Preventing unintended pregnancy
by Rosemary Davis-Gordon
Pregnancy can be a wonderful but stressful time in a couple’s life, even when planned. An unintended pregnancy can add further stress.
Unintended pregnancy is defined as a pregnancy that was mistimed, unplanned or unwanted at the time of conception. It is one of the most prevalent issues in health care today. It is a result of non-use, mis-use or inconsistent use of contraceptive methods.
Unintended pregnancies can have significant negative consequences for all individuals. It can compromise the health, development and economic stability of not just the mother and baby but society as a whole. In fact, unintended pregnancies cost taxpayers $21 billion in direct medical costs in 2010 according to the Centers for Disease Control and Prevention.
While only 5 percent of unintended pregnancies are a result of contraceptive method failure, 50 percent of all South Carolina pregnancies are unintended. In 2017, Choose Well partnered with various health centers, including HopeHealth, to ensure that all South Carolinians have access to contraceptive care in hopes of reducing the rate of unintended pregnancies 25 percent by the year 2021.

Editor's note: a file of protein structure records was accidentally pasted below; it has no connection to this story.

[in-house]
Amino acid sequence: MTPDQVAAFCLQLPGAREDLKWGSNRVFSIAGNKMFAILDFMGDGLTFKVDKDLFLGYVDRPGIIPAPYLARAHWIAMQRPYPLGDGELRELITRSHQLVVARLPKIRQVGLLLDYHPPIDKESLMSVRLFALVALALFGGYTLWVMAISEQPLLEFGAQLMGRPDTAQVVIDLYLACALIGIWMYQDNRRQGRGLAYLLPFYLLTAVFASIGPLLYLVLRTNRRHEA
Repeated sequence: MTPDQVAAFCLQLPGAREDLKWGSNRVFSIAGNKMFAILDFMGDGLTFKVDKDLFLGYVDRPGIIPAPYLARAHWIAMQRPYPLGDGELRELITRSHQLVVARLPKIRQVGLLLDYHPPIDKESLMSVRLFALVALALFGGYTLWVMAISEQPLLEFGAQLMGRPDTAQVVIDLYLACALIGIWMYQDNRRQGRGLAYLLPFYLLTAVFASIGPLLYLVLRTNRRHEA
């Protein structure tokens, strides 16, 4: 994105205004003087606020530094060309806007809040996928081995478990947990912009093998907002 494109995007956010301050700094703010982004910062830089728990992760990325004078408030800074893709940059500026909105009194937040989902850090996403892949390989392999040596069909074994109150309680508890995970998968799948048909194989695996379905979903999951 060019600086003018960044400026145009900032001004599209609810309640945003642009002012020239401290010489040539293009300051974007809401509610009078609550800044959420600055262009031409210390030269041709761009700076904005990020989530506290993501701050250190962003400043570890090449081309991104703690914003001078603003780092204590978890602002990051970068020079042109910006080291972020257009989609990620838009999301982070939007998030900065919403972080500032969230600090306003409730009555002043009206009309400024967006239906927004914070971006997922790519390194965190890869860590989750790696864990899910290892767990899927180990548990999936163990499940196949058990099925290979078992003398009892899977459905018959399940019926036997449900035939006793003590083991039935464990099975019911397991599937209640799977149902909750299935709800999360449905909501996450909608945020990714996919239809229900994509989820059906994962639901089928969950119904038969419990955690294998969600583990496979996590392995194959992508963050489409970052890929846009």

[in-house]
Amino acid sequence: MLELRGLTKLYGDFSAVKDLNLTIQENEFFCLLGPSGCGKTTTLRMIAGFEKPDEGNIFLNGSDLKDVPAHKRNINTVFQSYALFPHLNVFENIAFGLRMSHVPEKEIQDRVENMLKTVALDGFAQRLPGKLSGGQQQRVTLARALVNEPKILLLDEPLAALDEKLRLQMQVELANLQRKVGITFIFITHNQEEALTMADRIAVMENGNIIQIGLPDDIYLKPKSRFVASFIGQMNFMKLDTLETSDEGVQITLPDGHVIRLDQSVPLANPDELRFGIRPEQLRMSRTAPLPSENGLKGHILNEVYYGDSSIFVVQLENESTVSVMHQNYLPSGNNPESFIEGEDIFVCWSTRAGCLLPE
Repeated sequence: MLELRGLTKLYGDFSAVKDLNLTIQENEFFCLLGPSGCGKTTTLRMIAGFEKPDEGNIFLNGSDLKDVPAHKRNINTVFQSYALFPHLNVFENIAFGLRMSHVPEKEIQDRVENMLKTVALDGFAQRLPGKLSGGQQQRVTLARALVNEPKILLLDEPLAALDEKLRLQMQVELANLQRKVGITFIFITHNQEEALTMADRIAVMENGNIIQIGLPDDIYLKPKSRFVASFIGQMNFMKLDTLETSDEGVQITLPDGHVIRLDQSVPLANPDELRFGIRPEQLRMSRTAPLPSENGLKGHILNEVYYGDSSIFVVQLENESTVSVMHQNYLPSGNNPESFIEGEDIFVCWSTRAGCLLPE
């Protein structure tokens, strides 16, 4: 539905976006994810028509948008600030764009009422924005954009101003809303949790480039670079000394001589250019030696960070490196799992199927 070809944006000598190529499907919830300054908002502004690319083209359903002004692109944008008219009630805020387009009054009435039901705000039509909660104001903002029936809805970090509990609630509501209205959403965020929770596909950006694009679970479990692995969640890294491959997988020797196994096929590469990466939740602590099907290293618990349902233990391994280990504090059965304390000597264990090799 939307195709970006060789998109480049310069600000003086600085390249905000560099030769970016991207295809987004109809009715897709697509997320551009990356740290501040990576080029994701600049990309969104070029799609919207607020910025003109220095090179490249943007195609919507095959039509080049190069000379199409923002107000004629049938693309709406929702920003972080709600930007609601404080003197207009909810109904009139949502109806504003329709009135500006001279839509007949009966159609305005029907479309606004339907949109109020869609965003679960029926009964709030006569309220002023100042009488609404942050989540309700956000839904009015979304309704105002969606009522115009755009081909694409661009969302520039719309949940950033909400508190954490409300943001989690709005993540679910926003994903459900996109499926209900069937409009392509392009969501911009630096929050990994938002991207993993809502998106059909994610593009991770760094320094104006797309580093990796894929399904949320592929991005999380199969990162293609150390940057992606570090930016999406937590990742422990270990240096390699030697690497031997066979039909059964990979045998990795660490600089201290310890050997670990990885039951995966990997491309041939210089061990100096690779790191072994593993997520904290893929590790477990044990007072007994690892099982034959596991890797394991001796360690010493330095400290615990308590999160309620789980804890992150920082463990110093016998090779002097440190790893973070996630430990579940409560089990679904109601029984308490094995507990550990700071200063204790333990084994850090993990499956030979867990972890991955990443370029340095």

The five-year initiative expands contraceptive education and access across the state in efforts to reduce unintended pregnancy among women ages 15-44. The initiative helps provide free birth control, such as:
>> Nexplanon, a three-year implant inserted in the arm.
>> Skyla, a three-year IUD.
>> Liletta, a four-year IUD.
>> ParaGard, a 10-year IUD that contains no hormones.
Reducing the rate of unintended pregnancies in South Carolina begins with one simple question when a woman age 15-44 visits her provider: “Do you plan to be pregnant within the next year?”
If the answer is no, birth control options can be discussed with a health care provider specializing in contraceptive care. Family planning methods available through Choose Well include intrauterine devices (IUDs), Nexplanon implant, Depo-Provera, birth control pills, vaginal ring, condoms and the birth control patch.
Unintended pregnancy is a health care dilemma both at the state and national level. However, it is preventable and contraceptive care is an important part of primary care services.
Rosemary Davis-Gordon is board certified by the American College of Nurse-Midwives as a nurse midwife and sees patients at HopeHealth in Manning. Davis-Gordon offers preventive care, screenings, counseling, family planning methods, prenatal care and treatment for hormonal conditions.